Rosselin et al. (2011) have demonstrated that a S. Enteritidis strain which does not express Rck, PagN, and the T3SS-1 is still able to invade fibroblasts, epithelial, and endothelial cells significantly. The relative degree of the unknown entry processes depends on the cell type and the cell line. Among the cell types tested, 3T3 fibroblasts and MA104 kidney epithelial cells are the most permissive to these mechanisms, allowing one bacterium out of three (33% of the invasion) to enter independently of T3SS-1, PagN, and Rck. In contrast, nonpolarized HT29 human enterocytes are not prone to the unknown entry mechanisms, as less than 4% of the internalized bacteria invade cells in the absence of these known invasion processes. This heterogeneity in invasion profiles demonstrates a cell specificity of the T3SS-1, Rck, PagN-independent mechanisms. Other results reinforce the idea that nonidentified invasion factors are involved during the entry of S. Typhimurium. Indeed, Aiastui et al. (2010) and Sorge et al. (2011) have shown that nonidentified invasion factors are involved during entry of S. Typhimurium strains lacking the T3SS-1 into rat and mouse fibroblasts or into human brain microvascular endothelial cells. The entry mechanism used by Salmonella into immortalized human foreskin fibroblasts seems different from those described for Rck and PagN, as none of the GTPases tested (Rac1, Cdc42, RhoA, or RhoG) was essential for invasion of these cells (Aiastui et al. 2010). Moreover, the Salmonella SPI-1 T3SS is not required to invade intestinal cells grown in three dimensions as an invA S. Typhimurium mutant unable to express the T3SS-1, invades 3-D HT-29 cells at similar levels to the wild-type strain (Radtke et al. 2010). To our knowledge Rck and PagN are not expressed in bacterial culture conditions used in these studies; therefore, these results also highlight the fact that Salmonella possesses noncharacterized invasion factors.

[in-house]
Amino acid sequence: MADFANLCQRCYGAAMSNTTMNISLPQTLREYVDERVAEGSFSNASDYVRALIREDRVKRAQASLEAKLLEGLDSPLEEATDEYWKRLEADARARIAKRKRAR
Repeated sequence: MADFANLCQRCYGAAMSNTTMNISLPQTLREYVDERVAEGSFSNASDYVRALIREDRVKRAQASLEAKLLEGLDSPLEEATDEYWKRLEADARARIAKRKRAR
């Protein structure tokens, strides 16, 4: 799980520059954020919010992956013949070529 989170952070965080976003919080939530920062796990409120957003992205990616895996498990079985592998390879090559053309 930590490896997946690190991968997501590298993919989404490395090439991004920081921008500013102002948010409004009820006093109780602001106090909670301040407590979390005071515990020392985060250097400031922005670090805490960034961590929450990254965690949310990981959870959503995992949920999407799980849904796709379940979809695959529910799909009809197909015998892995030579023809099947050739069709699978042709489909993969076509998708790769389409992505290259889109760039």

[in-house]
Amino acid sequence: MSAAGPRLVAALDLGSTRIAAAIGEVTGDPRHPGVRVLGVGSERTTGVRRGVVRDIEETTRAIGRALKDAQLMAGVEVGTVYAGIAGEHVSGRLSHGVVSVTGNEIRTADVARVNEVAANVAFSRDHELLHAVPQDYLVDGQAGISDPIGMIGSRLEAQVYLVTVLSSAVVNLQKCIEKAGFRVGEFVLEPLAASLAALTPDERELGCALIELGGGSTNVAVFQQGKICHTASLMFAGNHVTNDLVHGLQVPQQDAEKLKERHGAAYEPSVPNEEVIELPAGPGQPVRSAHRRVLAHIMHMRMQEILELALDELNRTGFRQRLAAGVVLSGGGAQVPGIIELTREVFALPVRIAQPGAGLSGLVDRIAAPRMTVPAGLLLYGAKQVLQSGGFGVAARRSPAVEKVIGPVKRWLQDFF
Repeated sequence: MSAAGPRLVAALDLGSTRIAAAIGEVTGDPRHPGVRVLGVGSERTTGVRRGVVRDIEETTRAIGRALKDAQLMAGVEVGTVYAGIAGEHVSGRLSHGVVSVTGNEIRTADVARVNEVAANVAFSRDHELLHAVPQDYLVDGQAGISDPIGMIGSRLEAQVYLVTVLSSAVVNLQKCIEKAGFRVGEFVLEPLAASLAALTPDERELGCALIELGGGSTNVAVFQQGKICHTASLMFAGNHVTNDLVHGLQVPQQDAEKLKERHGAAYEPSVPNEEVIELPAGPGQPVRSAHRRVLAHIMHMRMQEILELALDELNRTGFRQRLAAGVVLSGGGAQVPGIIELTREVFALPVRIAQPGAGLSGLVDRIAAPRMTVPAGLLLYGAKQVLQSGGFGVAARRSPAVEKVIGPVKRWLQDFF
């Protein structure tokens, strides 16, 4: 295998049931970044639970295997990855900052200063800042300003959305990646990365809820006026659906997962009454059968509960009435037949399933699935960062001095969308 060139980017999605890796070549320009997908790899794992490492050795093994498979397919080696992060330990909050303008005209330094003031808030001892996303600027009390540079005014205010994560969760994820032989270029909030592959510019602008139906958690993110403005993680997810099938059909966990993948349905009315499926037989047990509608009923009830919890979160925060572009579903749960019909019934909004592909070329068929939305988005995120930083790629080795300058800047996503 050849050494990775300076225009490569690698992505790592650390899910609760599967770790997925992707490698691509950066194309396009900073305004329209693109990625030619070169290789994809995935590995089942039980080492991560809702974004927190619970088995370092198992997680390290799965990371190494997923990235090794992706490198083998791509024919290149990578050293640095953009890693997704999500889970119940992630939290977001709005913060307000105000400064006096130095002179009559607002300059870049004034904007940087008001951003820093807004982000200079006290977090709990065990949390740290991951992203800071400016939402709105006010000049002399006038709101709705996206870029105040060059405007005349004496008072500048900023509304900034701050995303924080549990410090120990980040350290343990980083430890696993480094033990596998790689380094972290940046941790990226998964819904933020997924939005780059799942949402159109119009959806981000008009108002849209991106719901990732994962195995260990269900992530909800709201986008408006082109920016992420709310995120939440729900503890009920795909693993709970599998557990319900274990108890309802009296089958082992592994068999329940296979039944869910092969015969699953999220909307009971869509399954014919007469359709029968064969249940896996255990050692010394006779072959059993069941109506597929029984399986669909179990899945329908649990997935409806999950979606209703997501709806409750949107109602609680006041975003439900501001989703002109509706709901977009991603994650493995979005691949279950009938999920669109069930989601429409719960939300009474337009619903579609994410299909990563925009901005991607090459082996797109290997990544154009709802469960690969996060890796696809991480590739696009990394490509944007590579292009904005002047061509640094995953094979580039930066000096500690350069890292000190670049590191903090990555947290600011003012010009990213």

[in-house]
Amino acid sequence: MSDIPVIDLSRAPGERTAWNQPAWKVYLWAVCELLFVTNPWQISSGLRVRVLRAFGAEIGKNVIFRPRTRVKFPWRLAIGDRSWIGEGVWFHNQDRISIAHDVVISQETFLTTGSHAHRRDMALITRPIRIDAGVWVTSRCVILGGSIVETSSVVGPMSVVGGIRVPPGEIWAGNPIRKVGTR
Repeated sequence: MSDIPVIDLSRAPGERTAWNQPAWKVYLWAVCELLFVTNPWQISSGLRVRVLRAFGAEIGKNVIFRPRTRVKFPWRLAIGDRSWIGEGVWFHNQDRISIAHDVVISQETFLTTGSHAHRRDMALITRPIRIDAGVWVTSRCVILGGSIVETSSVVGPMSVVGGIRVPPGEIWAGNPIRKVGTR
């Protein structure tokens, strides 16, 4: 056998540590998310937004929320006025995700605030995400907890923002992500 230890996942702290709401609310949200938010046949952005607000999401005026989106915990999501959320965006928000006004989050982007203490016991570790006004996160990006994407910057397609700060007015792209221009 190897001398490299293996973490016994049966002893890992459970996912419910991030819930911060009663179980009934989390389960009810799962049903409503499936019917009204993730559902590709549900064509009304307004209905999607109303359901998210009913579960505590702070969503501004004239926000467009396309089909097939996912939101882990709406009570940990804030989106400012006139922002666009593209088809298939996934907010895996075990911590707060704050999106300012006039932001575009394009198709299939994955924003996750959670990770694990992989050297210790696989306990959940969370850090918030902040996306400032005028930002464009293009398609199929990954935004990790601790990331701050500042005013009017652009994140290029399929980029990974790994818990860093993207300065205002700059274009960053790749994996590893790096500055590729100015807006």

Certain indications about the nature of the unknown invasion mechanisms have been obtained. Indeed, a Salmonella mutant expressing none of the known invasion factors displayed both local and massive actin accumulations, as well as discrete and intense membrane rearrangements. These observations obtained using different cell types show that invasion factors other than PagN, Rck, and the T3SS-1 apparatus are able to induce either a Zipper or a Trigger mechanism (Rosselin et al. 2011). Moreover, Zipper-like entry processes have been observed with fibroblast, epithelial, and endothelial cells (Aiastui et al. 2010; Rosselin et al. 2011; Sorge et al. 2011).